Poetry Archive

after my son’s diagnosis

                                 my shoulders wear like a stranger’s

knot across my back               sinews            my shoulders at their worst                I tear apart 

        at the news           my eyes torrent          my  heart  mourns            in all its places

                             no miracle                                no prayers answered    
        I river                      I storm                             I white-water-rapid-roar

                 from dusk to morning                         until I’m gone             I’m silent         I’m numb

        if only I could ravage

drown to my destruction

                         go back to the day before conception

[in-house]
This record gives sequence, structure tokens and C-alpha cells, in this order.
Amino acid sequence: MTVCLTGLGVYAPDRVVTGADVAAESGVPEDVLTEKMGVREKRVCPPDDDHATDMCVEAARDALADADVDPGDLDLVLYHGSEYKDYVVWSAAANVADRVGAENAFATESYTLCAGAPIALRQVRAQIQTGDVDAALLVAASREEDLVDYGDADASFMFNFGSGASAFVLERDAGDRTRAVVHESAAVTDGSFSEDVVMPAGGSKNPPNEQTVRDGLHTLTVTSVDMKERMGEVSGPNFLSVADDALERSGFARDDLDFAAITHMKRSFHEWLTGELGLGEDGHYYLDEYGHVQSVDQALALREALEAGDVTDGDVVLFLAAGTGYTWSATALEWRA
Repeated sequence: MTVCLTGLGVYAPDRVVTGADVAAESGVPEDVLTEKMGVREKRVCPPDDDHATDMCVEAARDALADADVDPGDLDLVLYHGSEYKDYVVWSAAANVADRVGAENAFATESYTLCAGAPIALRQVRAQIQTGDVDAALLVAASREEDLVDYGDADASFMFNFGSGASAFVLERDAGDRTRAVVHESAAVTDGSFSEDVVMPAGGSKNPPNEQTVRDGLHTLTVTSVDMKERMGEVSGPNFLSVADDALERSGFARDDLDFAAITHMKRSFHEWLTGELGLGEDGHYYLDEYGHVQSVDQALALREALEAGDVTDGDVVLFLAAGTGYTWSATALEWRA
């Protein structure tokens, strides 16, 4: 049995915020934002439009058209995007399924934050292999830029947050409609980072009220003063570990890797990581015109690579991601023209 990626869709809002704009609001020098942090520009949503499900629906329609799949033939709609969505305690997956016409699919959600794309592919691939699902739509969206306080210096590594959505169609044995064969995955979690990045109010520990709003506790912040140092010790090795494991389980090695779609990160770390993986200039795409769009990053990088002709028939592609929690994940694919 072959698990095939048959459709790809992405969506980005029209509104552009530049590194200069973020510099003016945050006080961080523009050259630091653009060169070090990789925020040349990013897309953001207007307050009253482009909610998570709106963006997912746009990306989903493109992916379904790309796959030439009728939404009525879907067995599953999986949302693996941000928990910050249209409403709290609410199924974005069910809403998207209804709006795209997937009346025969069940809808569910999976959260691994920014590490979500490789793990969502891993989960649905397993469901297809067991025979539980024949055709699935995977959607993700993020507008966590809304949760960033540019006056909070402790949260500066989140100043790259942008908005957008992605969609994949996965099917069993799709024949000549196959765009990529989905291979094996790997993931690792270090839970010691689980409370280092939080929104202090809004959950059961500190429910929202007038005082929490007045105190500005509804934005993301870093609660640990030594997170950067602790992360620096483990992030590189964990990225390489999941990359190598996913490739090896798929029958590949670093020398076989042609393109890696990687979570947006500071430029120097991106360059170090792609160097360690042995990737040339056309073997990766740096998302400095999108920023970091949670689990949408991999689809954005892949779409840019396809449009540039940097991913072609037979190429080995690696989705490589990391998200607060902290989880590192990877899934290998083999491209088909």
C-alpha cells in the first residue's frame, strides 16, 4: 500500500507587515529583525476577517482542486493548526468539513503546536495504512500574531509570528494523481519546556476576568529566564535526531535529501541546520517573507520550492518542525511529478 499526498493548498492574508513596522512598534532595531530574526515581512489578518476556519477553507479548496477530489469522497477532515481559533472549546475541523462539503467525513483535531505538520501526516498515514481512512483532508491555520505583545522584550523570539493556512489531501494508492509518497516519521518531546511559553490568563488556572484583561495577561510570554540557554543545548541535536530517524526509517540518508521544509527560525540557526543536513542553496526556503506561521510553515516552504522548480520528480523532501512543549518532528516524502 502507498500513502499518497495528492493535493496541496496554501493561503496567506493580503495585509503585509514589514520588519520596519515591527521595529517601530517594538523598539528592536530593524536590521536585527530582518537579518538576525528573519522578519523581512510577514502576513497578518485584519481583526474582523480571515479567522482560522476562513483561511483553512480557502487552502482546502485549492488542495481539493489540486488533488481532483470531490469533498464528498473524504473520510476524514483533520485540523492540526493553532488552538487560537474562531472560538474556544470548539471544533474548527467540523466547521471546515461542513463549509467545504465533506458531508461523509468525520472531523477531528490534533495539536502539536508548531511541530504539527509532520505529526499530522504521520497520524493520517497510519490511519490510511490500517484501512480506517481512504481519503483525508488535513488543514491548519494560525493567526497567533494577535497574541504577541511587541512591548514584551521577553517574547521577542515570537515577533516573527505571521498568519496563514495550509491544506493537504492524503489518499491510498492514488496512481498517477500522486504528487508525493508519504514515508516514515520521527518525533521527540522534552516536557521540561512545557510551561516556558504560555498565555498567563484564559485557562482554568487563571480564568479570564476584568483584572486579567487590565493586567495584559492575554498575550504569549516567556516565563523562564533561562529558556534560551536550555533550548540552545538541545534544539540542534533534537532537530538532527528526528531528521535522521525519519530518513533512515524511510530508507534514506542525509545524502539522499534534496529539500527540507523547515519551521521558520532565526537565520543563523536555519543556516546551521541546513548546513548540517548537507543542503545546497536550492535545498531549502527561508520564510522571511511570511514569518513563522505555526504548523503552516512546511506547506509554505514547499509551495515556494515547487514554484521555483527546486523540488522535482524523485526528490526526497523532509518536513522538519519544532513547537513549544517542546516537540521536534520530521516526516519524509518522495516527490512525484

before my birth

                         my body never             my  body never                                    

so many nights                        falling

      falling              through


                           down               stairs

                                      down               flights

                                              down               stories

after so much falling

how to rise                 

               for him



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Filed under: Poetry Archive


Hecha en México, Norma Liliana Valdez made her way to California in her mother’s pregnant belly. She is an alumna of the VONA/Voices Writing Workshop, the Writing Program at UC Berkeley Extension, and was a 2014 Hedgebrook writer-in-residence. A member of the Macondo Writers’ Workshop and a CantoMundo fellow, her work appears in The Rumpus, Huizache, Tinderbox Poetry Journal, and the anthology Latinas: Struggles & Protests in 21st Century USA, among others. Her chapbook, Preparing the Body, is forthcoming in fall 2019 from YesYes Books.  For the narrative behind this poem, check out her essay, "Inheritance", in The Rumpus.